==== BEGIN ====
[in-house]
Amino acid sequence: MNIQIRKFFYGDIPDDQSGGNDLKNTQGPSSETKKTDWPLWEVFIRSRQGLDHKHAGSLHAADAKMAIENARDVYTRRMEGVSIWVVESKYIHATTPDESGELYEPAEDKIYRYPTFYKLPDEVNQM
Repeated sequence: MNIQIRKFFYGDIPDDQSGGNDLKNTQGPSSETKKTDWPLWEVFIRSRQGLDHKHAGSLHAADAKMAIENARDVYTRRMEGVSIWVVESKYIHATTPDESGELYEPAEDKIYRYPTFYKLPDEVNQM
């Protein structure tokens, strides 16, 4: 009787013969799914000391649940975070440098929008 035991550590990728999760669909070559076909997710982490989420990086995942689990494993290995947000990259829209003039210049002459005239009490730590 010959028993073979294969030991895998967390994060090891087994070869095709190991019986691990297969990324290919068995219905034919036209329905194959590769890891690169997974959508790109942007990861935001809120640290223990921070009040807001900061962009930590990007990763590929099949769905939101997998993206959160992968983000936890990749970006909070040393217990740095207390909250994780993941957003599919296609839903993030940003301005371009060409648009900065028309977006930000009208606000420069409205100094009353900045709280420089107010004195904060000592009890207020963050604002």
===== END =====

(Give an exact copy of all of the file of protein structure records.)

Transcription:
[in-house]
Amino acid sequence: MNIQIRKFFYGDIPDDQSGGNDLKNTQGPSSETKKTDWPLWEVFIRSRQGLDHKHAGSLHAADAKMAIENARDVYTRRMEGVSIWVVESKYIHATTPDESGELYEPAEDKIYRYPTFYKLPDEVNQM
Repeated sequence: MNIQIRKFFYGDIPDDQSGGNDLKNTQGPSSETKKTDWPLWEVFIRSRQGLDHKHAGSLHAADAKMAIENARDVYTRRMEGVSIWVVESKYIHATTPDESGELYEPAEDKIYRYPTFYKLPDEVNQM
């Protein structure tokens, strides 16, 4: 009787013969799914000391649940975070440098929008 035991550590990728999760669909070559076909997710982490989420990086995942689990494993290995947000990259829209003039210049002459005239009490730590 010959028993073979294969030991895998967390994060090891087994070869095709190991019986691990297969990324290919068995219905034919036209329905194959590769890891690169997974959508790109942007990861935001809120640290223990921070009040807001900061962009930590990007990763590929099949769905939101997998993206959160992968983000936890990749970006909070040393217990740095207390909250994780993941957003599919296609839903993030940003301005371009060409648009900065028309977006930000009208606000420069409205100094009353900045709280420089107010004195904060000592009890207020963050604002």